Get help now

Frozen Disney

  • Pages 7
  • Words 1624
  • Views 57
  • dovnload

    Download

    Cite

  • Pages 7
  • Words 1624
  • Views 57
  • Academic anxiety?

    Get original paper in 3 hours and nail the task

    Get your paper price

    124 experts online

    I chose Elsa from Frozen because my sister likes her. When I saw the movie the first time, the movie impacted me because is a different from the rest of the Disney’s movies. Frozen did a significant worldwide impact. It earned over $400 million in the United States, and nearly $900 million elsewhere, leading to an estimated worldwide total approaching $1.3 billion. It therefore currently stands as the highest grossing animated film of all time and also this is the first Disney film in which a princess makes an egregious error that negatively affects everyone around her but is still able to receive forgiveness and respect by the end of the movie. The film won Oscars for Best Animated Feature and Best Original Song and a Golden Globe for Best Animated Film.

    Also Frozen could equally be viewed as a significant cultural phenomenon. It is unusual among Disney films, and has been praised by feminist critics, for having two main female protagonists: Elsa, and Anna, both present as basically good characters.

    I searched about the characteristics of the movie and it shows that this movie easily meets the criteria of the so-called “Bechdel Rule,” the gold standard for female empowering cinema, requiring that:

    1. two women,
    2. talk to one another, about
    3. something other than men.

    When talking with my sister about the movie, I asked her, what she like about Elsa? She answered that she is strong and she can change things and make things happen. And when I asked about Anna, she told me that she likes that her sister is kind, and lovely. We argue that the character of Anna, when examined through the lens of character strengths, is one of the strongest characters in recent film history.

    It is important to say that Time magazine ranked Elsa the most influential fictional character of 2014. Elsa’s sparkly blue dress and blonde hair is their new Barbie. She also sings “Let it Go,” the show-stopping song of the movie, which won the 2013 Academy Award for best original song, and received widespread critical acclaim as “an incredible anthem of liberation”.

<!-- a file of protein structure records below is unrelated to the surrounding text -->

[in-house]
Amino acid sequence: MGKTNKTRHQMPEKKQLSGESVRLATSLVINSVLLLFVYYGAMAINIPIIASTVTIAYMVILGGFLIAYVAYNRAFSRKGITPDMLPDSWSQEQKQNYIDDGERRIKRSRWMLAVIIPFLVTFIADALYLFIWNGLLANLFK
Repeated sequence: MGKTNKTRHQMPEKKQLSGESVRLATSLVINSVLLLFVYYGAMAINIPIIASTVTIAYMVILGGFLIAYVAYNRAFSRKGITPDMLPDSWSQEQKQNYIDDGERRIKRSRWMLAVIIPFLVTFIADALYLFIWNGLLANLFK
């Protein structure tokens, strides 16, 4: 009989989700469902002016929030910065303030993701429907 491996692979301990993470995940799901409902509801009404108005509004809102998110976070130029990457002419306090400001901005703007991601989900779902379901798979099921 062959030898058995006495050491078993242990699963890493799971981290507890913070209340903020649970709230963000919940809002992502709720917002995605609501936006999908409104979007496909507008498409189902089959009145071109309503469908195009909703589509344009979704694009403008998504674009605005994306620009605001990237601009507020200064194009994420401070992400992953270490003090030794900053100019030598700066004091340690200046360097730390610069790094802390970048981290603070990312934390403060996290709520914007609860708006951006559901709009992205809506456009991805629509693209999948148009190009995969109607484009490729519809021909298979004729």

When I was searching for information about the Frozen movie and Elsa I found that unlike her sister Anna, Elsa has magical powers that cognitive anthropologists would call “minimally counter intuitive” —exotic enough to fascinate us, but familiar enough to be recognizably human.

    I can say that as one critic put it: She’s a young woman in difficult circumstances, frightened, trying to understand her abilities and burdened by expectation and convention. It’s easy to sympathize with her and marvel at her ability.

    But I believe that with this film, much more benefit can be gained by studying the character of Anna, not Elsa. One of the criteria used in the original compilation of psychological strengths was that the average person should be able to name people who embody humility, bravery, love or any of the other strengths. Furthermore, research shows that much of our learning comes from observing exemplars and these exemplars need not necessarily be living. Historical figures can act as exemplars, as can fictional characters in books and movies as Elsa is one. It is unfortunate that Elsa has cover Anna in the hype surrounding the movie Frozen.

    Talking with my sister Jileana about the character of Ana in the film I had to say that something that surprised me was that she told me that Anna can make us think and change when we are failing. That we can do it better than the first time. We can see this when in the movie, Elsa dropped Anna playing and Anna keep in top of her sister to make her feel that it wasn’t her problems and she want to keep playing with her.

    First off, it seems that one of the most evident character strengths that Anna displays in the movie is love. From the part when she was joyfully building snowmen with her sister, to her unflagging attempt to reconnect with Elsa throughout their childhood, and her unflinching belief in the goodness of her older sister, Anna demonstrates the ability to give and receive love.

    Also I talked with my sister about Anna falling in love too deeply and too quickly with a character who later turns out to be untrustworthy. She told me that sometimes the people make mistake specially the girls thinking that the first person to come is the one. I think that every person need to make mistakes to know what they are doing wrong and it applies also in love. When some people thinks they find their love is not always the first one but is the one that they can feel good and that is their other half.

    Anna is also a courageous character. Courage, like love, is a psychologically complex strength. It requires the ability to pursue a goal in spite of internal or external opposition. We can see courage as consisting of Anna leads while Elsa avoids managing fear. It takes many forms: physical bravery, honesty, passion and persistence.